Stubb: Stubb [Superhot Records]
By Simon Hadley
There is much to admire about Stubb, London’s finest blues-rock trio. Their raison d’être is simple: delivering awe-inspiring grooves and fuzzed-out licks that are made to be worshipped.
Half a century past its inception, and in the midst of yet another surge of woozy riffing and lyrical tomfoolery; even the brightest light in the underground sticks rigidly to the rulebook. The cream of the crop, Jack Dickinson, is content on following the fretboard musings of Clapton and Co – not to mention their affiliation with floral shirts – with startling precision.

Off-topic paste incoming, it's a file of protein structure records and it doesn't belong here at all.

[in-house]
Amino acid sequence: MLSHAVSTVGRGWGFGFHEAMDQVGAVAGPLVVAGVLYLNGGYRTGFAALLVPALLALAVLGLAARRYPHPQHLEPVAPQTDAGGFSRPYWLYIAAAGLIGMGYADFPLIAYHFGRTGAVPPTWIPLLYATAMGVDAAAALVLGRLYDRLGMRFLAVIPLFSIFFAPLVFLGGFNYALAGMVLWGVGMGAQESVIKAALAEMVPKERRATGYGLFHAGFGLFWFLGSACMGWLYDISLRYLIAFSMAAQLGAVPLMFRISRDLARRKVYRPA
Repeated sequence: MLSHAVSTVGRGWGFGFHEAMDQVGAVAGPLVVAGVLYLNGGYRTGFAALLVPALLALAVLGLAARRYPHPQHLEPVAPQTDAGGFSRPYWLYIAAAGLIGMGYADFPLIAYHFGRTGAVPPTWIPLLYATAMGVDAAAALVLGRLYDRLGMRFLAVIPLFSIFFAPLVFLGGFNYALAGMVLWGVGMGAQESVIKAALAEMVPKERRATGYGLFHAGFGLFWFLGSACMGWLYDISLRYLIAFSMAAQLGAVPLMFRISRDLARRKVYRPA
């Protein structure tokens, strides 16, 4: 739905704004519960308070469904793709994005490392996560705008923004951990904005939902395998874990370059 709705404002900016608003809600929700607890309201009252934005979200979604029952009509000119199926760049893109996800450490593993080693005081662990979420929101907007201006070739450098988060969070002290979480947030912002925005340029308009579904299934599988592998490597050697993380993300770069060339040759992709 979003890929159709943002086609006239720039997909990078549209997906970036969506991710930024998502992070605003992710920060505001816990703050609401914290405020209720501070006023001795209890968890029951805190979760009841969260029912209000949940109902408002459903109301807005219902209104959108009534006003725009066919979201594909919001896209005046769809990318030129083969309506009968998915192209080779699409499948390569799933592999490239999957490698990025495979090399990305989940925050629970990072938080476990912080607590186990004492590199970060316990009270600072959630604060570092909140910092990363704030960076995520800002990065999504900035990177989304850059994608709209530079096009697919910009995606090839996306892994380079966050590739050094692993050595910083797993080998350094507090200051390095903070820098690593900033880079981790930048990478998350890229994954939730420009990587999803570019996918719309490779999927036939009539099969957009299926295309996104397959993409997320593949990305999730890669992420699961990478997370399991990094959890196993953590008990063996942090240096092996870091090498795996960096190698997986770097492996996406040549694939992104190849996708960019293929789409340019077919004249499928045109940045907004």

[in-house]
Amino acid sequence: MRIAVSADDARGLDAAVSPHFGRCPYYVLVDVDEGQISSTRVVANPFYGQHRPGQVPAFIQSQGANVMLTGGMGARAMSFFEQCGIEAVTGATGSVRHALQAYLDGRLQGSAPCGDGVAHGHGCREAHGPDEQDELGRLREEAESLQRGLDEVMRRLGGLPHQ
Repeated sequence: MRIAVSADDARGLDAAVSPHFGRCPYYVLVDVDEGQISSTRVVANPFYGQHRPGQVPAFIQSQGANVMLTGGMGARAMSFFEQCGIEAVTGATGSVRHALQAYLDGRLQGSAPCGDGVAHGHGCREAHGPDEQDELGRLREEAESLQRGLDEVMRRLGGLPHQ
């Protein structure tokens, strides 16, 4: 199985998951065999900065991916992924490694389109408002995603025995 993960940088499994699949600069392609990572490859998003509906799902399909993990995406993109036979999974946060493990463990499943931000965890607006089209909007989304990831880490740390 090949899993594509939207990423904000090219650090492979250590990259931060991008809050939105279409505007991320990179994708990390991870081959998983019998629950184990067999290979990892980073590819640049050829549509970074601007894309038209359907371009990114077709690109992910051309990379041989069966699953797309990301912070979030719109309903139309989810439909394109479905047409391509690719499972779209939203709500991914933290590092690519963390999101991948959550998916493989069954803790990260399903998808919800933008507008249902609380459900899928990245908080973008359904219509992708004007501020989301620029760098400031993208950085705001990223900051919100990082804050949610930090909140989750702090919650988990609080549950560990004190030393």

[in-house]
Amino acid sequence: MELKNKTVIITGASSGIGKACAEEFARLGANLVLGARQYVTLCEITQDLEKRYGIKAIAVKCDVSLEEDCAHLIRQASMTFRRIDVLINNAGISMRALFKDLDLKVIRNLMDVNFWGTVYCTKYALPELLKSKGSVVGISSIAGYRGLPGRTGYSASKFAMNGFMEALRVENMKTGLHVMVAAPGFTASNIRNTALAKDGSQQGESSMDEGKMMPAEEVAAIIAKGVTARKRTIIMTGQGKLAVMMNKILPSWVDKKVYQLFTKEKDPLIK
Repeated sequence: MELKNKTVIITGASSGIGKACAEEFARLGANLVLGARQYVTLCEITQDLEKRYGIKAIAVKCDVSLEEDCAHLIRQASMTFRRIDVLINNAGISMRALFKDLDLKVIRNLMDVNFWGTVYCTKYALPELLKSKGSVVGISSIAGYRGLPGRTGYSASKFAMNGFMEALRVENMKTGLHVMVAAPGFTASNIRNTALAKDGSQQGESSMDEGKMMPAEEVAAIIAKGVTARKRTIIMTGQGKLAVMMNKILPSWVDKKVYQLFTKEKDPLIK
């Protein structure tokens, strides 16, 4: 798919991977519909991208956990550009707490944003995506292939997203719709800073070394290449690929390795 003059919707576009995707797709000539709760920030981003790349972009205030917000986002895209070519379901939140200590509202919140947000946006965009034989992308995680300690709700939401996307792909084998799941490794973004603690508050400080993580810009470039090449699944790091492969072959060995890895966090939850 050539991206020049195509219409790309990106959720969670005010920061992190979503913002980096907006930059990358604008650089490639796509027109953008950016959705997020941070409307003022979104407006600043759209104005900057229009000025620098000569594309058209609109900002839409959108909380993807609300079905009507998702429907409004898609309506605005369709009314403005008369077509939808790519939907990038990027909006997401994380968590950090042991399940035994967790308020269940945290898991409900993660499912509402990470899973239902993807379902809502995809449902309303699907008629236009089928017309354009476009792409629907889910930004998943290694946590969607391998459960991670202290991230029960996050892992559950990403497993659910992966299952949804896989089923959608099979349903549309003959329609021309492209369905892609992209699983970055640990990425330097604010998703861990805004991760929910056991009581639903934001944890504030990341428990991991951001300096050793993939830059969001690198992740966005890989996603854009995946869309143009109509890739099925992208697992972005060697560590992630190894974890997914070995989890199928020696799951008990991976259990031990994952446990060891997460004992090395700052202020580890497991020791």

‘Galloping Horses’ best spans the album’s breadth: vintage power chords, soulful vocals and a consistently intense rhythm section; culminating in tumbling drumfills and a blissed-out, psychedelic solo. While their heroes came, saw and conquered before disappearing just as quickly; wouldn’t it be great if Stubb could stay for a little while longer.